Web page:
Water Use Dynamics of Peach Trees under Postharvest Deficit Irrigation

Dong Wang


Postharvest deficit irrigation is a potential strategy for conserving valuable fresh water for production of early season tree fruit crops such as peaches. However, water use dynamics under deficit irrigation conditions that can be described as seasonal changes in crop evapotranspiration (ETc) and crop coefficient (Kc) are largely unknown. A three-year field study was carried out in a 1.6 ha peach orchard to determine seasonal ETc and Kc characteristics. The orchard was divided equally into 72 plots, in which 12 randomly selected plots received deficit irrigation and the remaining 60 plots received full irrigation. A Bowen ratio flux tower was installed in the orchard to make meteorological measurements for estimating an integrated ETc for the orchard. The study showed that from July to August 75-85% of the daily net radiation was used by latent heat or partitioned into ETc. The average monthly cumulative ETc was 151 mm in June, 162 mm in July, and 155 mm in August. Kc values under deficit irrigation conditions or termed as Deficit_Kc was computed as ratios of the ETc over potential evapotranspiration or ETo, and were compared with Kc derived from a lysimeter study under non-water stressed conditions or termed as Lysimeter_Kc. The maximum Deficit_Kc values were 0.90, 1.03, and 1.07 for the three field seasons but all were smaller than 1.20, the maximum Lysimeter_Kc. The study demonstrated that water stress under deficit irrigation can be characterized in Kc values. The approach may be used to detect if portions of an orchard or the entire orchard are under water stress. Conversely, the method may provide guidance on deploying deficit irrigation practices with pre-determined Deficit_Kc.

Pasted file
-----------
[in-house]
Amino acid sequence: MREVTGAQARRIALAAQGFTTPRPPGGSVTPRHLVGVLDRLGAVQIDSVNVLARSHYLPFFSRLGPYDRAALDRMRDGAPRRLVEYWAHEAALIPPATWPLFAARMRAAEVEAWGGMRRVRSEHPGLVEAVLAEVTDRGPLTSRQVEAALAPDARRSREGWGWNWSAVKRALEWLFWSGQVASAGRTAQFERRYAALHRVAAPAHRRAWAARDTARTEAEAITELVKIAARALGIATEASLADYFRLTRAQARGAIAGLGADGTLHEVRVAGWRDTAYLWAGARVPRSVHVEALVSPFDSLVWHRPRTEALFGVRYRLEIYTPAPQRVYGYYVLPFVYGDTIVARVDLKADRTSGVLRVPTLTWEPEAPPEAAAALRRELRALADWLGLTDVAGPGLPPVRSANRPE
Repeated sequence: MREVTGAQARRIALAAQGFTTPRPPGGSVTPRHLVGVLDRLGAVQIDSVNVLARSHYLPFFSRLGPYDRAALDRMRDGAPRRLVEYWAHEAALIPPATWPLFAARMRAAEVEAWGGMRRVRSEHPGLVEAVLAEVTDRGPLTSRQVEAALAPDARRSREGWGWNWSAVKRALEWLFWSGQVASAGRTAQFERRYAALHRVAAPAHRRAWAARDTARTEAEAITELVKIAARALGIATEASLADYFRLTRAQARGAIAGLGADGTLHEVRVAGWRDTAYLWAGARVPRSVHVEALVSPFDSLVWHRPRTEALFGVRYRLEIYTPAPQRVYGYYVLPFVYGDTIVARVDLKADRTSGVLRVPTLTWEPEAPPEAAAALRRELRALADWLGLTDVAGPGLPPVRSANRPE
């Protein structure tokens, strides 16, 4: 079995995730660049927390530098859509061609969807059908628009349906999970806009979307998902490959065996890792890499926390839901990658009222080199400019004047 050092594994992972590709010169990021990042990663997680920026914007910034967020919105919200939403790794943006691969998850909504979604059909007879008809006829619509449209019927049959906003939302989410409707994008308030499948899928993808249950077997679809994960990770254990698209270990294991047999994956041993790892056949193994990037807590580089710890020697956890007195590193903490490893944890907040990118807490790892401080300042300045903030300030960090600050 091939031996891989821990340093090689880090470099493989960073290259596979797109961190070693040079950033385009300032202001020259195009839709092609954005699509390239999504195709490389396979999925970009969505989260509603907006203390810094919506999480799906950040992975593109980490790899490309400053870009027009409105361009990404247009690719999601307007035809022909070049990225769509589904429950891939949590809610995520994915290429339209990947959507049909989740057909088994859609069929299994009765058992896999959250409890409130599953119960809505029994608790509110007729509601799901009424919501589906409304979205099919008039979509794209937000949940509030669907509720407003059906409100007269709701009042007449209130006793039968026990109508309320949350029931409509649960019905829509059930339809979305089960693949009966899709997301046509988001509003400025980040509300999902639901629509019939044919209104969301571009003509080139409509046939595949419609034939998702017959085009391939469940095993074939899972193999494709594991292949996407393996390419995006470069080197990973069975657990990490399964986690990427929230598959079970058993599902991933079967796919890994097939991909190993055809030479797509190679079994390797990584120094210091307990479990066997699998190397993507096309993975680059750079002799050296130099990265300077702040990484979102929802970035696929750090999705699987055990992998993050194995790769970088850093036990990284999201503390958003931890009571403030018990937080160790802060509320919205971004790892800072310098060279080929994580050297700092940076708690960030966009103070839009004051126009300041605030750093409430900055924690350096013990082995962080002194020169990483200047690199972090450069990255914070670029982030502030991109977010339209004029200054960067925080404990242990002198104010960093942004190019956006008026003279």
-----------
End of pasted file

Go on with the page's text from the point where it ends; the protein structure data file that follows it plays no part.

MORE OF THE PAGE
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DOI: https://doi.org/10.5296/jas.v4i1.8364


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Copyright (c) 2015 Dong Wang

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Journal of Agricultural Studies   ISSN 2166-0379

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